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<strong>Need an extra unit to graduate? Give us two days.</strong><br /><br />
These courses are designed to allow SDSU undergraduate students to earn extra units for graduation while at the same time learning about the latest trends and hot topics in a variety of areas. Courses are currently offered in political science, public administration, and sociology. Each course consists of only two class meetings; typically a Friday/Saturday combination. Community members are also welcome to enroll.
<strong>Financial Aid</strong><br />
Courses may be eligible for financial aid if the student is using the units within their major to complete their degree. Please contact the <a href="http://www.sdsu.edu/financialaid" target="_blank">Office of Financial Aid and Scholarships</a> for more information.<br /><br />
Courses meet on the SDSU campus. Classroom numbers are listed with each course.<br /><br />
Courses typically meet on a Friday evening and all day on Saturday of the following week. Specific start and end times vary. These courses are usually offered during the fall and spring terms, though occasionally there may be summer offerings. Additional courses may be added throughout the semester; check back for updates.<br /><br />
<strong>Course Level</strong><br />
These are undergraduate, upper-division courses. Each course is one unit.<br /><br />
Grading is on a Credit/No Credit basis. No letter grades will be assigned. Students must attend all meetings and complete all assignments to receive credit.<br /><br />
You may register online, by phone, by mail, or in person at the <a href="/Pages/Engine.aspx?id=64#office">College of Extended Studies Registration Office</a> in the Gateway Center, facing Hardy Avenue. Be sure to register early; courses may be cancelled if there are not enough students enrolled.<br /><br />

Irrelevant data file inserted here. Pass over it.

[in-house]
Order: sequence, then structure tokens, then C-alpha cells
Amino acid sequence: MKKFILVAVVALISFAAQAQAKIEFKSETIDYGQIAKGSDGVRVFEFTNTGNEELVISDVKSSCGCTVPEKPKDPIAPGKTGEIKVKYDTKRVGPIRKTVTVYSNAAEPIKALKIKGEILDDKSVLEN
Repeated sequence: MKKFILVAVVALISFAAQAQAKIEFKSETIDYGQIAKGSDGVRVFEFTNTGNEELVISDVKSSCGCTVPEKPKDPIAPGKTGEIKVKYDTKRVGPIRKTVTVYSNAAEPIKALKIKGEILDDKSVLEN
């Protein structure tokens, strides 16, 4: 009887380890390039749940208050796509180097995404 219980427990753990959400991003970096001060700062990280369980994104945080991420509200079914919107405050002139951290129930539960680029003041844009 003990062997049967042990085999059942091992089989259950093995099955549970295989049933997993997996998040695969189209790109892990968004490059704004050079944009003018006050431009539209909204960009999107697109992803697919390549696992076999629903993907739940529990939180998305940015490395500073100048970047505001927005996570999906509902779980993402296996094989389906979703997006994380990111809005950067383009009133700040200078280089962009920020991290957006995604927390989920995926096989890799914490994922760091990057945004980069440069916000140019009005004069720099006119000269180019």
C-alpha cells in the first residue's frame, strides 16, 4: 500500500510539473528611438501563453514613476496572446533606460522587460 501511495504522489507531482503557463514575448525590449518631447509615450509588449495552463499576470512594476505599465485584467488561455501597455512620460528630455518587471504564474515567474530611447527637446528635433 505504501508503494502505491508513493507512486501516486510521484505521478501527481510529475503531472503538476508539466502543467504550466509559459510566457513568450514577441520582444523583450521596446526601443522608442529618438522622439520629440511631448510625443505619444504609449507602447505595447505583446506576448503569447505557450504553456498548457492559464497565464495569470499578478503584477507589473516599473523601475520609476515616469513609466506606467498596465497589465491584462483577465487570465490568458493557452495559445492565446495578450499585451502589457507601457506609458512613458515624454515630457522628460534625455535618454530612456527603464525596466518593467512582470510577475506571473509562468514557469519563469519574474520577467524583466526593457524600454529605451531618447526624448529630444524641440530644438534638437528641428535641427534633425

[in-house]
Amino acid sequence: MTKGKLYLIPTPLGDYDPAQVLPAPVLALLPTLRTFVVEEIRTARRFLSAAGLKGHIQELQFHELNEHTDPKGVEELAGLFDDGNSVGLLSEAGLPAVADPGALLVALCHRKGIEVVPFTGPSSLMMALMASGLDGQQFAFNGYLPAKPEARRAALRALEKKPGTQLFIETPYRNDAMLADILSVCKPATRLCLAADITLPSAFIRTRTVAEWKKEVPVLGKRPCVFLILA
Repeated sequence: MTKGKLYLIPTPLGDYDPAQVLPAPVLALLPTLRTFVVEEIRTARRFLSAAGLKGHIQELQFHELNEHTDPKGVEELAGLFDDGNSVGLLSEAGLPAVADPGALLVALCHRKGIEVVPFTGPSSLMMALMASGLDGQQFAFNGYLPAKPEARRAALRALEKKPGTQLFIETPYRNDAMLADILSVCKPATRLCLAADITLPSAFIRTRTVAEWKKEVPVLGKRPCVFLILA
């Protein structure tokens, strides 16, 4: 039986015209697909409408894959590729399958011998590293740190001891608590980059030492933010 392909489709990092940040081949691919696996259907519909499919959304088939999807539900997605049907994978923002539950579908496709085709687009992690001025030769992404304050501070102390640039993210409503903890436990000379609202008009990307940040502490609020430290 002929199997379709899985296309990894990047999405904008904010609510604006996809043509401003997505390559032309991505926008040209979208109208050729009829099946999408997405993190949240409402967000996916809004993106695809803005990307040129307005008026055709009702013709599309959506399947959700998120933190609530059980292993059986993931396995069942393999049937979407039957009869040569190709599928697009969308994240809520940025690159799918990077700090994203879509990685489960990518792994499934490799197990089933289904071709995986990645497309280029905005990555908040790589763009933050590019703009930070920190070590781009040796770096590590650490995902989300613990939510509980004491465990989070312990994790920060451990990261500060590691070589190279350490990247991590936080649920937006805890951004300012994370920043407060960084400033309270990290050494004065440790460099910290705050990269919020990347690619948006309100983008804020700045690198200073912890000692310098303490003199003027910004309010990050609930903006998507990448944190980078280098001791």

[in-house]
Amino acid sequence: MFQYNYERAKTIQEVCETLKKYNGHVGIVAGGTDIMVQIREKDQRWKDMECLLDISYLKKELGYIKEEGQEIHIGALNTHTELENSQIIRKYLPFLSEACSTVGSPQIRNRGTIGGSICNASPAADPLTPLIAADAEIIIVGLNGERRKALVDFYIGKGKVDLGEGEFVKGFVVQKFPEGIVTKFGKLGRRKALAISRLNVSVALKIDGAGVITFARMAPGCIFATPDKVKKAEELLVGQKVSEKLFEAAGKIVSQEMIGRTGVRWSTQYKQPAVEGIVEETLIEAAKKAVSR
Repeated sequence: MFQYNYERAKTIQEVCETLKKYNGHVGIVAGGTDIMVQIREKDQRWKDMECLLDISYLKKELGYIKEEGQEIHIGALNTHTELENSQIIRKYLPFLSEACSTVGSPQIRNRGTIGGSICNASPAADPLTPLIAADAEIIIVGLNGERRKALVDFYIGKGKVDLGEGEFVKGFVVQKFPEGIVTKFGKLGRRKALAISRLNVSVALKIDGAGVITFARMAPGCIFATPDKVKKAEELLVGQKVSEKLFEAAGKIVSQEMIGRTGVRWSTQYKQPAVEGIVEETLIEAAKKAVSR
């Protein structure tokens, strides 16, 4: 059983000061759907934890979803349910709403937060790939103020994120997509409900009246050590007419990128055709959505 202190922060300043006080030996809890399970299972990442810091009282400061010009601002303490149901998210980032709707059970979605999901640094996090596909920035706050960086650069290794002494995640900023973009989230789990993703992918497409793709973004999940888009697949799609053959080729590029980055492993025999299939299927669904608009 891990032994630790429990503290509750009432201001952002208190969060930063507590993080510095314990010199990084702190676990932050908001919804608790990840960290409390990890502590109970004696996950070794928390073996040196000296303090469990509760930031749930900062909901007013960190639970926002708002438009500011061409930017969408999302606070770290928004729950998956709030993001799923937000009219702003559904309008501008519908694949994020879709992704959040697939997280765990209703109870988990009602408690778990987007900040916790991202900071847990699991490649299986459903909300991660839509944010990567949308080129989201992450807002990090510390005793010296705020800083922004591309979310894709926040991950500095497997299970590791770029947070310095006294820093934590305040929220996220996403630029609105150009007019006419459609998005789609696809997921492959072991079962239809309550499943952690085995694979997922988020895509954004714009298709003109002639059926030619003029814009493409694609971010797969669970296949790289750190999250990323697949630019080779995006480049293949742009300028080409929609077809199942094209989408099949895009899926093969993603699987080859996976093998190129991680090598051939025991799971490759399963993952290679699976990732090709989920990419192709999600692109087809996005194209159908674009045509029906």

<strong>Transferring Credit</strong><br />
Students from other universities should first check with their school to make sure these units will transfer. Approval is up to the receiving institution.
The search to find new and more effective ways of resolving internal conflicts is a major preoccupation in today's world. The massive toll that modern wars have taken on civilian populations has given great urgency to this search. The violence done to the population through terror, the destruction of personal property, physical injury, and the loss of loved ones all point to the urgent need to build peace in our world. New and innovative approaches to humanitarian intervention and conflict resolution must be developed. New roles and tasks have emerged for international organizations such as the United Nations and the OSCE. At the same time, civil society organizations have increasingly played an important role in conflict resolution, through "second-track" or citizens' diplomacy, conflict sensitive approaches to development, as well as third party nonviolent intervention.
Examine the various policy issues related to substance use/abuse. The medical, criminal justice, and legalization paradigms will be presented, and their relationship to drug problem related polices will be presented.
The intersection of crime, criminal justice, and popular culture through analysis of contemporary films and television programs. Investigates ways in which pop culture discourse instantiate ideologies of crime and justice - and vice versa. The goal of this course is to explore these processes and provide students with an introduction to the emerging field of cultural criminology.
Various theories and practices of international development are utilized every day to address poverty, hunger, lack of water, and other challenges experienced by billions of people. The course provides an overview of theories, practices, and critiques; and case studies/projects that the instructor has worked on in his 15-year career in international environmental development.
Interest form - http://www.ces.sdsu.edu/client/iw/forms/site/oneunit.html